This second impromptu lockdown brought with it a kind of loneliness that makes me feel like I’ve been abducted and held captive against my will. It’s the loneliness from being physically separated and from being limited. I do not think I grieve being alone per se, but I needed to grieve the separation. Grieve the loss of freedom. (I now value my freedom as a citizen of this nation and the value that comes with my salvation as a citizen of the Kingdom). Grieve the loneliness that comes with being separated. Grieve the interruption. Grieve the disruption.
I may feel fatherless – because I really am, lost my parents on separate occasions, so yes you may say I’m an adult orphan – but as David wrote He is a father to the fatherless. I may be lonely but He makes me a part of a family.
Not only that, just like Israel was bound in Egypt and He brought them into prosperity, He will also lead me into freedom and abundance.
This brings me to my second takeaway…
2. Where God leads, He goes ahead.
Verse 7 in TPT states “O Lord, it was you who marched in front of your people, leading them through the wasteland.” This is repeated in verse 17, “…God is at the front leading them all from Mt. Sinai into His sanctuary with the radiance of holiness upon Him.”
On July 4th, while reading Exodus 13:21, I wrote in the margin of my Bible and on my journal this same exact words – “Where God leads, He goes ahead. God will guide my way and He will give me light.”
In Exodus 14:12, I wrote “Emmylou, it may look like a desert now but you’re just passing through. Being in the desert simply means I am on the right track. Just like the nation of Israel being delivered from their place of pain and slavery must go through the wilderness to their promised land.”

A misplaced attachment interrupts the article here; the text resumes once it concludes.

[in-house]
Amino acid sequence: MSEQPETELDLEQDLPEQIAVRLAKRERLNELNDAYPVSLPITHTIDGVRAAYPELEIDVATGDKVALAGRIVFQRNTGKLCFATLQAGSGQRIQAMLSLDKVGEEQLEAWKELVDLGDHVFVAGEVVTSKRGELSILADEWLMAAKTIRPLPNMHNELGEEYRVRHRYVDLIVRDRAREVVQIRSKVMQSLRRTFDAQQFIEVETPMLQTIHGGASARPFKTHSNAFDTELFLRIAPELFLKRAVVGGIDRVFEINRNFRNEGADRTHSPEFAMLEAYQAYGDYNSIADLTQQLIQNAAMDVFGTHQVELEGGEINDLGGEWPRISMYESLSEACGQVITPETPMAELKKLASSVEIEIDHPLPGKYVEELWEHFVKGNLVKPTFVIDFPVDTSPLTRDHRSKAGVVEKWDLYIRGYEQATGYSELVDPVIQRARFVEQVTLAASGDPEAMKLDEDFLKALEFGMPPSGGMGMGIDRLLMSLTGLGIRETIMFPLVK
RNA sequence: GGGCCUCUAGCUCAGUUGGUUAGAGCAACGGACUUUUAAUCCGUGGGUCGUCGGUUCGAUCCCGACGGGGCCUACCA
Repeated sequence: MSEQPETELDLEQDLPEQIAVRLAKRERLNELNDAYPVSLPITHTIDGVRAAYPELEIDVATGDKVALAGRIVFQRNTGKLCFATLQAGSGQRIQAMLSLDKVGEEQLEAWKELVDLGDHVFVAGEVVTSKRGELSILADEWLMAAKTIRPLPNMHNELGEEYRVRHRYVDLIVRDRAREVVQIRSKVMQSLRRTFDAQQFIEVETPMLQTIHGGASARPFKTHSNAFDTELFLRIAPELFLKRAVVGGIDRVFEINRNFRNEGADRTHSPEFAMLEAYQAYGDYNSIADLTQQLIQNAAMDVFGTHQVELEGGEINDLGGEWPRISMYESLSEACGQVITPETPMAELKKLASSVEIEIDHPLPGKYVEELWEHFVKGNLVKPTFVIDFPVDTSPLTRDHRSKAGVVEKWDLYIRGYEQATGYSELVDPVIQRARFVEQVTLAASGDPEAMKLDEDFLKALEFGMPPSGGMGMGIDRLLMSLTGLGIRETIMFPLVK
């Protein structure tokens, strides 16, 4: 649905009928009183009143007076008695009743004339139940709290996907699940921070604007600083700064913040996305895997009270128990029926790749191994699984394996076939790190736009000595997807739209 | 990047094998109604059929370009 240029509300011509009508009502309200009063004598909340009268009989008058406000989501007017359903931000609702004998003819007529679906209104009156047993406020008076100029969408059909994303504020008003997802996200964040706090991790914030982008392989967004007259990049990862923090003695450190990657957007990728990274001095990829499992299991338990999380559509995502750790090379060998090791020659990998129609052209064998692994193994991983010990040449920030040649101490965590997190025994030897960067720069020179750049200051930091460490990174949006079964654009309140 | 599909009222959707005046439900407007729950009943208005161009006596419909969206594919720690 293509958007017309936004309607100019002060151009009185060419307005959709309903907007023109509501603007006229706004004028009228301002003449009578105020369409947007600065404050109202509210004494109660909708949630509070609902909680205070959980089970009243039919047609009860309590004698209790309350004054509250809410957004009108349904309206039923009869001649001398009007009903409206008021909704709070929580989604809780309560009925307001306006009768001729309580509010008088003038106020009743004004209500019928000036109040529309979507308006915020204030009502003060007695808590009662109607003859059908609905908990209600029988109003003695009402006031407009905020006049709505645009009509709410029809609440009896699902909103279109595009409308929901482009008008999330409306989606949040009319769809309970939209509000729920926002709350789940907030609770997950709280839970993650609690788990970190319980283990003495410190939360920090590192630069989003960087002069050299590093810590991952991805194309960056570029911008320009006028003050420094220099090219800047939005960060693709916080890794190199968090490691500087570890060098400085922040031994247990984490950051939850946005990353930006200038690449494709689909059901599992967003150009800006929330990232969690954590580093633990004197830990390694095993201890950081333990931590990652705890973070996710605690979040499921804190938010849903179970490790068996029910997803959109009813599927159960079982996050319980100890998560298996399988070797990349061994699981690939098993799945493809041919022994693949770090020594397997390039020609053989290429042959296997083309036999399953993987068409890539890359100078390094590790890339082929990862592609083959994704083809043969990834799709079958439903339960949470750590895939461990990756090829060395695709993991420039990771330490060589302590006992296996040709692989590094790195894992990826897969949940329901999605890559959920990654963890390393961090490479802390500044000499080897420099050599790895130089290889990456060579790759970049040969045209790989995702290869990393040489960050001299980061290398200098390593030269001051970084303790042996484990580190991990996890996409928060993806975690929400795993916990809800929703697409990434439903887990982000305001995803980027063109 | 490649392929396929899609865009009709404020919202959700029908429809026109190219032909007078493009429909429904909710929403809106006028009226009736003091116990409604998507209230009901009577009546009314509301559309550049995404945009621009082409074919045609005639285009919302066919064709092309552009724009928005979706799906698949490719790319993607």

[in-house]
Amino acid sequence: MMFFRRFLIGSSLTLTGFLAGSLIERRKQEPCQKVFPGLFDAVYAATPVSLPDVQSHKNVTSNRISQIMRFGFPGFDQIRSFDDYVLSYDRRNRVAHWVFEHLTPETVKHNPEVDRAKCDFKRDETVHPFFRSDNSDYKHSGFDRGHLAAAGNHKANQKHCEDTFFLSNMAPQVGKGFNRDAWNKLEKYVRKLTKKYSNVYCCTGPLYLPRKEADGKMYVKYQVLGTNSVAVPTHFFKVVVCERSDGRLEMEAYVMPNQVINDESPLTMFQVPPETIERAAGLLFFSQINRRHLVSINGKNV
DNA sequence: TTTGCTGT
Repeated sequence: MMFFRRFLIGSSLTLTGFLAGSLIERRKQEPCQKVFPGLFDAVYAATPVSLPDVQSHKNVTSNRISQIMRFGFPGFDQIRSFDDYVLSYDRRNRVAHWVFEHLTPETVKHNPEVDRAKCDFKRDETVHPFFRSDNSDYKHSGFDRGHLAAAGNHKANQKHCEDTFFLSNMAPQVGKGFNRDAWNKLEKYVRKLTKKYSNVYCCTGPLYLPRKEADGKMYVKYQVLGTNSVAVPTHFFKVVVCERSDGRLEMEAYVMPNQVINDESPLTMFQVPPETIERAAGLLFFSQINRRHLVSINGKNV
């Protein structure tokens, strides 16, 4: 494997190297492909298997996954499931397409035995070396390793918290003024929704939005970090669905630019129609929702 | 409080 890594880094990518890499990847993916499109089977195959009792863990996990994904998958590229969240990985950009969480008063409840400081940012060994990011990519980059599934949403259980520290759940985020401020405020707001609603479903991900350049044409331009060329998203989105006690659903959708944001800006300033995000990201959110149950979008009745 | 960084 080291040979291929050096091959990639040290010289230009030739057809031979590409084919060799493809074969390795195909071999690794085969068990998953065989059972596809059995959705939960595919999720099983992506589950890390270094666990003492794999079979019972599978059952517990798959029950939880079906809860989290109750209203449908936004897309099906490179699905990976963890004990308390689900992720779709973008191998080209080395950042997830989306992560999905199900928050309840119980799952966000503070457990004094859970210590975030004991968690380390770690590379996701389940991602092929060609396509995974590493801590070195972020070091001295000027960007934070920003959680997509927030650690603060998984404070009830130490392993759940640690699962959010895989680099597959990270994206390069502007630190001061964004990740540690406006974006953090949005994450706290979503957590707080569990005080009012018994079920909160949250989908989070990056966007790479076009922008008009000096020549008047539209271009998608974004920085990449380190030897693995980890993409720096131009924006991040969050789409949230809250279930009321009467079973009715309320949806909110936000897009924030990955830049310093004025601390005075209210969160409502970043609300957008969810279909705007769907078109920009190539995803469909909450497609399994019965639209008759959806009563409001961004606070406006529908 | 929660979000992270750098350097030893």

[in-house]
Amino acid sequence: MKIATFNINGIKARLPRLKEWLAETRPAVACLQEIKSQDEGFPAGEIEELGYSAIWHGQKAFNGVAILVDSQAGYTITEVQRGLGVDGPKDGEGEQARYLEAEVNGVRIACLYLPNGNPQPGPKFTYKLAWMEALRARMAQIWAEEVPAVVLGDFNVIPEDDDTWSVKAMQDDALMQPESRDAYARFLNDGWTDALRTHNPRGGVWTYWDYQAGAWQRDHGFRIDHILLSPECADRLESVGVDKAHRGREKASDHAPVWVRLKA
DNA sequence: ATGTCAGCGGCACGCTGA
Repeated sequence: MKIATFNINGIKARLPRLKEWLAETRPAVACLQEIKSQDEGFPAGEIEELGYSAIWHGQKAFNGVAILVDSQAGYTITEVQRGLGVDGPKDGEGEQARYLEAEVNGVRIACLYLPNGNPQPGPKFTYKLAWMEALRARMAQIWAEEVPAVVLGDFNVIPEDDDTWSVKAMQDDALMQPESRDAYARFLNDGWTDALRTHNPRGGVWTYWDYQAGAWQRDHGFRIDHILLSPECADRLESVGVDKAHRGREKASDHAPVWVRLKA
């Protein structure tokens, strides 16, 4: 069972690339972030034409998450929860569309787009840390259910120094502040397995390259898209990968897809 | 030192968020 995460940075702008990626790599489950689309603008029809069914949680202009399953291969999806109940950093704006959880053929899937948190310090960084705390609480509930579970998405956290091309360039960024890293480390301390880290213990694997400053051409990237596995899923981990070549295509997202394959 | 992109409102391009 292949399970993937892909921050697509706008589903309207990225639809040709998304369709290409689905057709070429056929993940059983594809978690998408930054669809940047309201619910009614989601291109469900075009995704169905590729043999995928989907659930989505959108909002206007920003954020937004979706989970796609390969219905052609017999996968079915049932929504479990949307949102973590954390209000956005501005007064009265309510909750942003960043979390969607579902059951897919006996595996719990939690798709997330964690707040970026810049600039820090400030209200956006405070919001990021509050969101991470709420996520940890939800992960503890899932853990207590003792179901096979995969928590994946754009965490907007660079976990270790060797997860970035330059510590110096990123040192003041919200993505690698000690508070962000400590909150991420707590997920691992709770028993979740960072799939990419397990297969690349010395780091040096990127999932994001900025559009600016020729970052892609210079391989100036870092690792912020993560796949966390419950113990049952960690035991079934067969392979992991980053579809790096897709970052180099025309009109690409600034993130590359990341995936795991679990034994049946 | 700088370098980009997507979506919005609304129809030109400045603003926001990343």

God is leading. It’s my joy to follow Him.
When I think about this, it brings so much encouragement in the depths of my heart. This and my third takeaway…
3. The miracles of my past are the strength of my future.
This one is not new to me. I’ve been carrying this sort of ‘mantra’ since 2000 but it slips my mind every time and the Holy Spirit has a way of making me remember it all the time.
As I was meditating on Psalm 68, this line came to the surface again.
Verses 28-29 in TPT say, “Display your strength, God and we’ll be strong! For your miracles have made us who we are. Lord do it again and parade from your temple your mighty power. By your command, even kings will bring gifts to you.“
I thought, it doesn’t have to be grand – lacking limbs growing or blind eyes seeing – for it to be considered a miracle. To me, it means God’s provision during periods of unemployment is a miracle. Grieving and being able to actually move on after years of heartbreak and losses is a miracle. There is actually hope! Going back to school after years out from it is not only humbling but a miracle in itself. My list of everyday miracles would be very long if you get my point.
God displayed His strength. Therefore, I am strengthened.
God’s miracles made me who I am now.
I throw my arms up in the air and praise Him.
Yes, Lord do it again. Parade from your temple Your mighty power.
Even in the pandemic, you are here, Lord.
Do it again. Parade from your temple Your mighty power.
The journey may be long but God still has my welfare in mind. When I don’t understand the works of His hands, I will trust His heart.
Psalm 68 brought me to remember God’s glory and God’s goodness. Worry, anxiety, and uncertainty, I do not deny their existence. I feel their presence, but they fade in comparison to the greatness of my God.
From my own wilderness journeys to each new season and every day, His power is displayed.
What a glorious God!
He gives us salvation over and over,
then daily he carries our burdens!
Pause in his presence
Read part 2 HERE.
Amp your volume and press play! Worship along.